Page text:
Q. My wife and I are in the process of obtaining a divorce. Our two children are still under age 18, and I have agreed to let my wife buy out my share of the house on the condition that I will be relieved from my obligations of our original loan. There is a 17 year mortgage left on the house with an interest rate of 7.5%. I checked with the mortgage company, and they have made it clear that they will not permit me to be relieved from responsibility on the mortgage note, although they will not object if the title is transferred exclusively to my wife’s name.
What do you recommend? I do not want my wife to be forced to sell the house, at least until our children are old enough to go to college.
A. This is a very common situation. When a husband and wife divorce, and the parties agree that one of them will own the property, they often forget that there is a lender in the picture who wants to keep both parties responsible while the original loan stays on the books.
Your lender's position makes economic and business sense. When you and your wife originally made application for your mortgage loan, both of you agreed to be jointly and severally responsible for the repayment of that loan. Through no fault of the lender, you are now contemplating a divorce and have agreed that the house would go to your wife. However, the lender is not obligated to remove your name from the loan, as long as that loan stays on the books. The lender wants to be assured that the monthly mortgage payments will be made, and on a timely basis.
Many years ago, lenders took the position that when there was a transfer between a husband and a wife in connection with a divorce, that transfer triggered the "due on sale" clause contained in the mortgage documents. That clause, which has been upheld in many states, basically says that the loan becomes fully due on the sale or transfer of the property.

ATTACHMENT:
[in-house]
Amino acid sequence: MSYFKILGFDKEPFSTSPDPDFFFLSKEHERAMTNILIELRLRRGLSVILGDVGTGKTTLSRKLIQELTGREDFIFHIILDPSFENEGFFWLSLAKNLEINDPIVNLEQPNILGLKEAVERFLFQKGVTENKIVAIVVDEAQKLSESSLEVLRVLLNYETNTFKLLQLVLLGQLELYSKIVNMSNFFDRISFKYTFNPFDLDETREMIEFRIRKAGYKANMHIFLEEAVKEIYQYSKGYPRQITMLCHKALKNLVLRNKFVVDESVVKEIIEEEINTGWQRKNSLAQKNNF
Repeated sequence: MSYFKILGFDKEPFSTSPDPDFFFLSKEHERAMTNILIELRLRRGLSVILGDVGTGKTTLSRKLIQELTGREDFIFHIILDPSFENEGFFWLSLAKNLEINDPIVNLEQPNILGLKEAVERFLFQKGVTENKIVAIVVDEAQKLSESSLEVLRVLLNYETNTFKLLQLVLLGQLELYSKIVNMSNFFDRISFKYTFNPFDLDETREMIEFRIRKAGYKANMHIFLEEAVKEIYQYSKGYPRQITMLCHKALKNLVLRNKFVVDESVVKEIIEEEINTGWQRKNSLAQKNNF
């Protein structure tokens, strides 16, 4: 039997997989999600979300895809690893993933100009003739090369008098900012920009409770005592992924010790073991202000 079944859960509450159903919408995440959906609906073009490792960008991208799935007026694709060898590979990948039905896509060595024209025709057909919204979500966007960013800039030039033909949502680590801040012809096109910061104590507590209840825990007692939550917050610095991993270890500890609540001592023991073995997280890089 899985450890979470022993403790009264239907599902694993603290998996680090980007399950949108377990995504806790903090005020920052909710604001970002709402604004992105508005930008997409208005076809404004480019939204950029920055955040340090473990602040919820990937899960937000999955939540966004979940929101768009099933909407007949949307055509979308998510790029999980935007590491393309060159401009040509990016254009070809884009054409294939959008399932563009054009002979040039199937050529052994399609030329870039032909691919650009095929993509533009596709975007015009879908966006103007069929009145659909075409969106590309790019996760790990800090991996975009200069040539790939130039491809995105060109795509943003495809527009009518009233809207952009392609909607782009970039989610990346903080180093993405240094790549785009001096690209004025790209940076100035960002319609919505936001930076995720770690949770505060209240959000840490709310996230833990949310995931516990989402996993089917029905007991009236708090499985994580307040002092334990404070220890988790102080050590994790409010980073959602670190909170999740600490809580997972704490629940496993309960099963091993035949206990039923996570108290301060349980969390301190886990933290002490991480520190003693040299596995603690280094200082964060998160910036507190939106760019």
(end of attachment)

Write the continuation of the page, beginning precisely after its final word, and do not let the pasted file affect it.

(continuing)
The purpose of this clause -- from the lender's point of view -- was to prohibit assumptions. In your case, if you and your wife were to sell the property to a third party, in the absence of a "due on sale" clause, that third party could assume the interest rate without paying any points or other assumption fees. This was especially true when interest rates were considerably higher during the 1980s, and lenders did not want those old low interest loans to be assumed by a subsequent purchaser. With the existence of such a "due on sale" clause, the loan cannot automatically be assumed without the lender's permission.
However, in 1982, Congress specifically addressed this "due on sale" clause. A new law made it clear that for most loans, the lender could not enforce such a clause on residential property containing less than five dwelling units when the transfer or sale results from a decree of dissolution of a marriage, a legal separation agreement, or from a property settlement agreement by which the spouse of the borrower becomes an owner of the property. In other words, the lender cannot enforce the "due on sale" clause when the property is being transferred from one spouse to another pursuant to a divorce.